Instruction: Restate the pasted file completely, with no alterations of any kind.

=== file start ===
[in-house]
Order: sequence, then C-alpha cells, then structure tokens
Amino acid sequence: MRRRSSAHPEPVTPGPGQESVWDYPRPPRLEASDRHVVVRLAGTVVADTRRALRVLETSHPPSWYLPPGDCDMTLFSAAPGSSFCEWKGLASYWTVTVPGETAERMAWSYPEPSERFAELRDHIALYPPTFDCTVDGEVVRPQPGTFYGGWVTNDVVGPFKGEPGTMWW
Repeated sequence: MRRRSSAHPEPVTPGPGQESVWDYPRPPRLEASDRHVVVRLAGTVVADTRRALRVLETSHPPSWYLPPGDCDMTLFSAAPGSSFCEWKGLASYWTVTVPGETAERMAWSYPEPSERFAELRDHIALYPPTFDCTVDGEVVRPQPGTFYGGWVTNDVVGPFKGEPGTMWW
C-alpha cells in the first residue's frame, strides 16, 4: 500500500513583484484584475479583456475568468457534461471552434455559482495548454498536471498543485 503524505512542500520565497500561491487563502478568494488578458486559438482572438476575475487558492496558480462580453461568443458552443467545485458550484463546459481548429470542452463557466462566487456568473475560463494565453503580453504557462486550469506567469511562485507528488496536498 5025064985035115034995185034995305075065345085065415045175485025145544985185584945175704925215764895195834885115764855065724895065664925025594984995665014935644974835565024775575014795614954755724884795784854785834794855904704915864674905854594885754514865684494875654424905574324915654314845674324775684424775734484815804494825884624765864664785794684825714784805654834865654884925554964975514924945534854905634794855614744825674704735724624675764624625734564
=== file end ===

[in-house]
Order: sequence, then C-alpha cells, then structure tokens
Amino acid sequence: MRRRSSAHPEPVTPGPGQESVWDYPRPPRLEASDRHVVVRLAGTVVADTRRALRVLETSHPPSWYLPPGDCDMTLFSAAPGSSFCEWKGLASYWTVTVPGETAERMAWSYPEPSERFAELRDHIALYPPTFDCTVDGEVVRPQPGTFYGGWVTNDVVGPFKGEPGTMWW
Repeated sequence: MRRRSSAHPEPVTPGPGQESVWDYPRPPRLEASDRHVVVRLAGTVVADTRRALRVLETSHPPSWYLPPGDCDMTLFSAAPGSSFCEWKGLASYWTVTVPGETAERMAWSYPEPSERFAELRDHIALYPPTFDCTVDGEVVRPQPGTFYGGWVTNDVVGPFKGEPGTMWW
C-alpha cells in the first residue's frame, strides 16, 4: 500500500513583484484584475479583456475568468457534461471552434455559482495548454498536471498543485 503524505512542500520565497500561491487563502478568494488578458486559438482572438476575475487558492496558480462580453461568443458552443467545485458550484463546459481548429470542452463557466462566487456568473475560463494565453503580453504557462486550469506567469511562485507528488496536498 5025064985035115034995185034995305075065345085065415045175485025145544985185584945175704925215764895195834885115764855065724895065664925025594984995665014935644974835565024775575014795614954755724884795784854785834794855904704915864674905854594885754514865684494875654424905574324915654314845674324775684424775734484815804494825884624765864664785794684825714784805654834865654884925554964975514924945534854905634794855614744825674704735724624675764624625734564